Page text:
Brainstorming and ideas - how to get the creative juices flowing and some great examples
Getting started on the NZTA Remix competition? The best way to get your ideas flowing is to step away from the screen. Find some paper and something to doodle with, preferably in lots of colours.
You will need to work as a group on the theme of Safer Journeys for Teens, and remember, Auckland schools must focus on a theme of safe motorway travel. Some people think in words, others in images and a good way to get everyone’s input is by drawing a mindmap.
Write down all the words you know that are associated with travel, roads, driving, journeys, transport, cars, bikes, skateboards, and safety. Scribble them down no matter how silly they seem, and doodle or describe any images, characters or stories that spring to mind.
Once you have captured a few rough ideas, try searching for some of the remixable resources listed on the NZTA Remix competition website, look on DigitalNZ, and save any images that inspire you. You could print your mindmap and images to stick onto the wall, or make a digital collection to share with your group using a tool like the online pinboard Pinterest.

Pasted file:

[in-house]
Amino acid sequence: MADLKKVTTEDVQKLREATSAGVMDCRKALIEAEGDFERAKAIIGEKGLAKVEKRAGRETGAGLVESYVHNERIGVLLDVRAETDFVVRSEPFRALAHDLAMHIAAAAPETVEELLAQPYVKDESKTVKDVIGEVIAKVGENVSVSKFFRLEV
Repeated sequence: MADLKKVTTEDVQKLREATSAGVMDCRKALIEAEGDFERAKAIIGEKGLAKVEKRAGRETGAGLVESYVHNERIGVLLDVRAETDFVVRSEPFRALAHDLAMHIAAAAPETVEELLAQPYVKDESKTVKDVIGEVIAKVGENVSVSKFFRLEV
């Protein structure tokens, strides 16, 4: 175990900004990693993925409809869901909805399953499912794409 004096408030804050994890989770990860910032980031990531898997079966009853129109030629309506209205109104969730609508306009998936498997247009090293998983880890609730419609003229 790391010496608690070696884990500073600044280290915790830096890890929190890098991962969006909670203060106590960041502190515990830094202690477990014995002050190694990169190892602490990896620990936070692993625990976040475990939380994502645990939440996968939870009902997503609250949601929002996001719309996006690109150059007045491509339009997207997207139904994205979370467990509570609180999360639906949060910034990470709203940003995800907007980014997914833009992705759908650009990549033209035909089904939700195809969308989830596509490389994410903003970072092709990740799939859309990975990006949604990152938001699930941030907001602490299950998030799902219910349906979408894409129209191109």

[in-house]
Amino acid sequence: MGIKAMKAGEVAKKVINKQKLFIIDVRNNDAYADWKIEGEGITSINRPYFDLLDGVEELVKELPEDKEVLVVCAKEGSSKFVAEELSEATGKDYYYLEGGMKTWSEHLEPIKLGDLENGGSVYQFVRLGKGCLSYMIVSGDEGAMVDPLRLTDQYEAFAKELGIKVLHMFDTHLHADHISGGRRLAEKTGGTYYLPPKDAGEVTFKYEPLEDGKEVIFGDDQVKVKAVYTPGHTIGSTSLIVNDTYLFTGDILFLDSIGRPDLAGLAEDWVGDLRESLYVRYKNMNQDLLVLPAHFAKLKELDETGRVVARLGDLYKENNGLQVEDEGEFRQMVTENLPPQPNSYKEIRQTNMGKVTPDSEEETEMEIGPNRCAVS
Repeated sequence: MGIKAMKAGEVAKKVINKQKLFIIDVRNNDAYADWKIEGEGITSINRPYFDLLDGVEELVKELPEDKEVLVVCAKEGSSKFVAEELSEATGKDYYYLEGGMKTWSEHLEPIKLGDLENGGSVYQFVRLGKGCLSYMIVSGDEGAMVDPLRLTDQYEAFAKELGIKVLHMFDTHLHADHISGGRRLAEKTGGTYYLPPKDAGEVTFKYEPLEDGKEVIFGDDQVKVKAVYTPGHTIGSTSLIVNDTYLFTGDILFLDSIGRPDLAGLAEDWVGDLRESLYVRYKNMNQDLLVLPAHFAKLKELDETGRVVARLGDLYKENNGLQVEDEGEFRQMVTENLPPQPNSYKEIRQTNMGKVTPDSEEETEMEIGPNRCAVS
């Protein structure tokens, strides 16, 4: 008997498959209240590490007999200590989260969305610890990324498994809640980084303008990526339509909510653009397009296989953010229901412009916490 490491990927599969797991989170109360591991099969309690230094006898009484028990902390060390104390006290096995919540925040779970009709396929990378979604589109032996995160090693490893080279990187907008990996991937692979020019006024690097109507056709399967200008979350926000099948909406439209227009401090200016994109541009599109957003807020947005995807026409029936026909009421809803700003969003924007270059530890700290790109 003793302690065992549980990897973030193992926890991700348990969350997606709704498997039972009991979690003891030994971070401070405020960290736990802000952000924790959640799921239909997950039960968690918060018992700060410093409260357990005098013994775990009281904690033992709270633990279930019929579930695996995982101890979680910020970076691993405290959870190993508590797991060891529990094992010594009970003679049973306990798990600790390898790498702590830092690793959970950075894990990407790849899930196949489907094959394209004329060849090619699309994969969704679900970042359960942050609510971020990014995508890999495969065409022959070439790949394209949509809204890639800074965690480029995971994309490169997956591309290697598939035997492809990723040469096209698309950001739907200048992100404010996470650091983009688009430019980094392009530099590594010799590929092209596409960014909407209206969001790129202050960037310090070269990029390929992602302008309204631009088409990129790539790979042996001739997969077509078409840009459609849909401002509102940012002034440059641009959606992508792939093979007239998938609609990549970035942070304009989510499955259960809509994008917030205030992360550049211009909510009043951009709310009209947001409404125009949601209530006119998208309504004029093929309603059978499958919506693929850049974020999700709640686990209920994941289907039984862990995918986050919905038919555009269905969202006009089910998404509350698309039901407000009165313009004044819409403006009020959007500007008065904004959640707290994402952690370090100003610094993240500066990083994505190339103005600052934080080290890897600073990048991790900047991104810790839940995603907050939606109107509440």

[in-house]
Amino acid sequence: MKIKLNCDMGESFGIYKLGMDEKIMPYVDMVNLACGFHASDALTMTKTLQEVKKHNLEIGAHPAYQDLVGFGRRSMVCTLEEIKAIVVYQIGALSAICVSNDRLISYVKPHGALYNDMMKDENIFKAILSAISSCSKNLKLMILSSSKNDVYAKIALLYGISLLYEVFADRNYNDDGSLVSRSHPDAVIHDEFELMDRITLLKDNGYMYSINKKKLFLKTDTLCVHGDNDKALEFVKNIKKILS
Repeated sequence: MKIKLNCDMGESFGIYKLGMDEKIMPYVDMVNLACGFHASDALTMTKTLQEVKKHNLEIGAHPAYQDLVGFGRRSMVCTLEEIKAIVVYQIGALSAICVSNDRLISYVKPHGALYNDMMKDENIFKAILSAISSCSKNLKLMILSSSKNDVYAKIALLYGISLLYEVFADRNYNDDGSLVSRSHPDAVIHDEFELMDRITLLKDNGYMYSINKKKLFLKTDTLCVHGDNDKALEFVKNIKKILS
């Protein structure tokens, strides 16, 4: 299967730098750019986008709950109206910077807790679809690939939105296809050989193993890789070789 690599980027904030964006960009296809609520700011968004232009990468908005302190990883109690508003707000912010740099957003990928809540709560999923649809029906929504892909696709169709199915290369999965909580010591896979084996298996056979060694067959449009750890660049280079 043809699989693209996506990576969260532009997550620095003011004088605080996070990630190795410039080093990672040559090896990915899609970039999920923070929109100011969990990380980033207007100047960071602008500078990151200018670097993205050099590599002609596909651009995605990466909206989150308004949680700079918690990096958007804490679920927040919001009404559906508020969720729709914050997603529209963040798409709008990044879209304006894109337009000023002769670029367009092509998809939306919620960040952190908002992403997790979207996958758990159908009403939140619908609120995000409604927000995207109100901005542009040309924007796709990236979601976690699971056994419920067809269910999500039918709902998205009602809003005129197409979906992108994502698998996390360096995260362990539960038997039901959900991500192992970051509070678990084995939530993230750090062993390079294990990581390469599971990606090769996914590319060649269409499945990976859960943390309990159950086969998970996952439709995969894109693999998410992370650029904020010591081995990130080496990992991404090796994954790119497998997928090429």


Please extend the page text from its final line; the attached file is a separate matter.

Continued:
You may not have a clear idea of your finished piece at this stage but you should be ready to figure out which competition category your group wants to enter. The categories are: a creative remix using images, audio, video, music, or animation, a literary remix based on the works of Shakespeare, or an infographic made from a mashup of NZTA data.
At this early stage, start looking ahead to how you can use your creation in your school. This is really important - 50 percent of the judges’ marking is based on how you use your entry to promote road safety in your school.
Want more inspiration? The winners of the Mix and Mash competition took two very different approaches. In 2010 the Creative Commons award for the supreme NZ remix went to ‘An Opal Dream Cave’ by Jem Yoshioka who illustrated a Janet Frame poem to create a new artwork. Last year’s supreme creative remix ‘A Grandmother’ by Candy Elsmore shows what a newcomer to video-making can do with a compelling story, great pictures and a digital camera.
Next week: Planning Your Entry